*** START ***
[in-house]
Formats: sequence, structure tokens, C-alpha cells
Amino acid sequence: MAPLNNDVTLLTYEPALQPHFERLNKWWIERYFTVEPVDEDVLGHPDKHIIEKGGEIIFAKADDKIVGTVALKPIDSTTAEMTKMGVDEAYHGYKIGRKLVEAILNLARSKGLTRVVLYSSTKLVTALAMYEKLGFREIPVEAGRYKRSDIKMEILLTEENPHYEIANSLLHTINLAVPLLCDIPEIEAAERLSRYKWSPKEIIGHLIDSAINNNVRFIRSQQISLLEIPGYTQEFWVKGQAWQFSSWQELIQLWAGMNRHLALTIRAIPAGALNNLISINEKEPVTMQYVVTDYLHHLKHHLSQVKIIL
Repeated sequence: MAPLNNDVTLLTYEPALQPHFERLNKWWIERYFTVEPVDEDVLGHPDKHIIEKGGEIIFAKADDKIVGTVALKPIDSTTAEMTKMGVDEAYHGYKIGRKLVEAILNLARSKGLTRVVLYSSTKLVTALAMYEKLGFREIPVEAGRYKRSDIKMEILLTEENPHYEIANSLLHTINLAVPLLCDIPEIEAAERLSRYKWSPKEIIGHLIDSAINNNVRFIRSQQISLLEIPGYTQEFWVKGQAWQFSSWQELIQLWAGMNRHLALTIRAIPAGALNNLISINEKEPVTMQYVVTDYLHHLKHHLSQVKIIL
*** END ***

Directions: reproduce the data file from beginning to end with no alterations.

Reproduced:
[in-house]
Formats: sequence, structure tokens, C-alpha cells
Amino acid sequence: MAPLNNDVTLLTYEPALQPHFERLNKWWIERYFTVEPVDEDVLGHPDKHIIEKGGEIIFAKADDKIVGTVALKPIDSTTAEMTKMGVDEAYHGYKIGRKLVEAILNLARSKGLTRVVLYSSTKLVTALAMYEKLGFREIPVEAGRYKRSDIKMEILLTEENPHYEIANSLLHTINLAVPLLCDIPEIEAAERLSRYKWSPKEIIGHLIDSAINNNVRFIRSQQISLLEIPGYTQEFWVKGQAWQFSSWQELIQLWAGMNRHLALTIRAIPAGALNNLISINEKEPVTMQYVVTDYLHHLKHHLSQVKIIL
Repeated sequence: MAPLNNDVTLLTYEPALQPHFERLNKWWIERYFTVEPVDEDVLGHPDKHIIEKGGEIIFAKADDKIVGTVALKPIDSTTAEMTKMGVDEAYHGYKIGRKLVEAILNLARSKGLTRVVLYSSTKLVTALAMYEKLGFREIPVEAGRYKRSDIKMEILLTEENPHYEIANSLLHTINLAVPLLCDIPEIEAAERLSRYKWSPKEIIGHLIDSAINNNVRFIRSQQISLLEIPGYTQEFWVKGQAWQFSSWQELIQLWAGMNRHLALTIRAIPAGALNNLISINEKEPVTMQYVVTDYLHHLKHHLSQVKIIL